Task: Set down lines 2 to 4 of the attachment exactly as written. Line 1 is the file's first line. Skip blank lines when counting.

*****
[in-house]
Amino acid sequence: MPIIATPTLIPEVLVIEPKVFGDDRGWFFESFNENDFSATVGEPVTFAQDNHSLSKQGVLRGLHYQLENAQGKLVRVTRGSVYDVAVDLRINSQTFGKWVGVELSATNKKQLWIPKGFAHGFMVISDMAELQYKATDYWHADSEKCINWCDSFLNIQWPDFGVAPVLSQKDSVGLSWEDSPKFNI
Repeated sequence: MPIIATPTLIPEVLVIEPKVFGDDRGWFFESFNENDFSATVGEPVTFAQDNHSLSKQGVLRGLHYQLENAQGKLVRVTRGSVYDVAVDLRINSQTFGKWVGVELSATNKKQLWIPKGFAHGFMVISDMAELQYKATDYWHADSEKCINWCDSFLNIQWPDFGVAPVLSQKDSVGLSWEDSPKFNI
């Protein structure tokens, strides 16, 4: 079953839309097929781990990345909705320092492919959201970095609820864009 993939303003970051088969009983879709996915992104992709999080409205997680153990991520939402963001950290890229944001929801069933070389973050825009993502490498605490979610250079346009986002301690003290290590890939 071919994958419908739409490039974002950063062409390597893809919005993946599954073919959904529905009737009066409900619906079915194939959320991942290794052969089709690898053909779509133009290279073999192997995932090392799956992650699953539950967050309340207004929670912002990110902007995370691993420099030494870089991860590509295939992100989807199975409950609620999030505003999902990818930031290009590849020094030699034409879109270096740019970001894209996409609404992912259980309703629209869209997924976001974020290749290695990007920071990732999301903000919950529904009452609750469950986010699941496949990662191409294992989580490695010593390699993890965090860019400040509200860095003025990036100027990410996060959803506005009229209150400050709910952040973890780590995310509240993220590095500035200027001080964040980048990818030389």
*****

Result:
Amino acid sequence: MPIIATPTLIPEVLVIEPKVFGDDRGWFFESFNENDFSATVGEPVTFAQDNHSLSKQGVLRGLHYQLENAQGKLVRVTRGSVYDVAVDLRINSQTFGKWVGVELSATNKKQLWIPKGFAHGFMVISDMAELQYKATDYWHADSEKCINWCDSFLNIQWPDFGVAPVLSQKDSVGLSWEDSPKFNI
Repeated sequence: MPIIATPTLIPEVLVIEPKVFGDDRGWFFESFNENDFSATVGEPVTFAQDNHSLSKQGVLRGLHYQLENAQGKLVRVTRGSVYDVAVDLRINSQTFGKWVGVELSATNKKQLWIPKGFAHGFMVISDMAELQYKATDYWHADSEKCINWCDSFLNIQWPDFGVAPVLSQKDSVGLSWEDSPKFNI
């Protein structure tokens, strides 16, 4: 079953839309097929781990990345909705320092492919959201970095609820864009 993939303003970051088969009983879709996915992104992709999080409205997680153990991520939402963001950290890229944001929801069933070389973050825009993502490498605490979610250079346009986002301690003290290590890939 071919994958419908739409490039974002950063062409390597893809919005993946599954073919959904529905009737009066409900619906079915194939959320991942290794052969089709690898053909779509133009290279073999192997995932090392799956992650699953539950967050309340207004929670912002990110902007995370691993420099030494870089991860590509295939992100989807199975409950609620999030505003999902990818930031290009590849020094030699034409879109270096740019970001894209996409609404992912259980309703629209869209997924976001974020290749290695990007920071990732999301903000919950529904009452609750469950986010699941496949990662191409294992989580490695010593390699993890965090860019400040509200860095003025990036100027990410996060959803506005009229209150400050709910952040973890780590995310509240993220590095500035200027001080964040980048990818030389």